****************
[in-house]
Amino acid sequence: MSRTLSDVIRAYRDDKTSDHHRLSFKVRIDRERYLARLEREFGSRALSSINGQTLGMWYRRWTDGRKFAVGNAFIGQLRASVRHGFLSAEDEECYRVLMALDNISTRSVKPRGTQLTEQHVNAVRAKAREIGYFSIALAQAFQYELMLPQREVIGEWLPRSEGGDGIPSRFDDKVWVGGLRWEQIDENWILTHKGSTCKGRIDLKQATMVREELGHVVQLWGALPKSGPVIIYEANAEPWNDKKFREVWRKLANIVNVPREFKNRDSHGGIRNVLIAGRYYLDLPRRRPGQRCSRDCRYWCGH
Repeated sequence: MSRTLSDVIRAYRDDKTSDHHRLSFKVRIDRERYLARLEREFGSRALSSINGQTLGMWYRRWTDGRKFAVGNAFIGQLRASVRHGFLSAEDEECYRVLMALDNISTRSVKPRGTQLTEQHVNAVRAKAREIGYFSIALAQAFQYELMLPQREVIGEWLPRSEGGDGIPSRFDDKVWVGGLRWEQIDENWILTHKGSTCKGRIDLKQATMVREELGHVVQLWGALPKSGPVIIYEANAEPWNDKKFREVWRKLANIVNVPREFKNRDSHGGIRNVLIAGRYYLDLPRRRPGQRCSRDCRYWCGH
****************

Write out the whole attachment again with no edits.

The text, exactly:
[in-house]
Amino acid sequence: MSRTLSDVIRAYRDDKTSDHHRLSFKVRIDRERYLARLEREFGSRALSSINGQTLGMWYRRWTDGRKFAVGNAFIGQLRASVRHGFLSAEDEECYRVLMALDNISTRSVKPRGTQLTEQHVNAVRAKAREIGYFSIALAQAFQYELMLPQREVIGEWLPRSEGGDGIPSRFDDKVWVGGLRWEQIDENWILTHKGSTCKGRIDLKQATMVREELGHVVQLWGALPKSGPVIIYEANAEPWNDKKFREVWRKLANIVNVPREFKNRDSHGGIRNVLIAGRYYLDLPRRRPGQRCSRDCRYWCGH
Repeated sequence: MSRTLSDVIRAYRDDKTSDHHRLSFKVRIDRERYLARLEREFGSRALSSINGQTLGMWYRRWTDGRKFAVGNAFIGQLRASVRHGFLSAEDEECYRVLMALDNISTRSVKPRGTQLTEQHVNAVRAKAREIGYFSIALAQAFQYELMLPQREVIGEWLPRSEGGDGIPSRFDDKVWVGGLRWEQIDENWILTHKGSTCKGRIDLKQATMVREELGHVVQLWGALPKSGPVIIYEANAEPWNDKKFREVWRKLANIVNVPREFKNRDSHGGIRNVLIAGRYYLDLPRRRPGQRCSRDCRYWCGH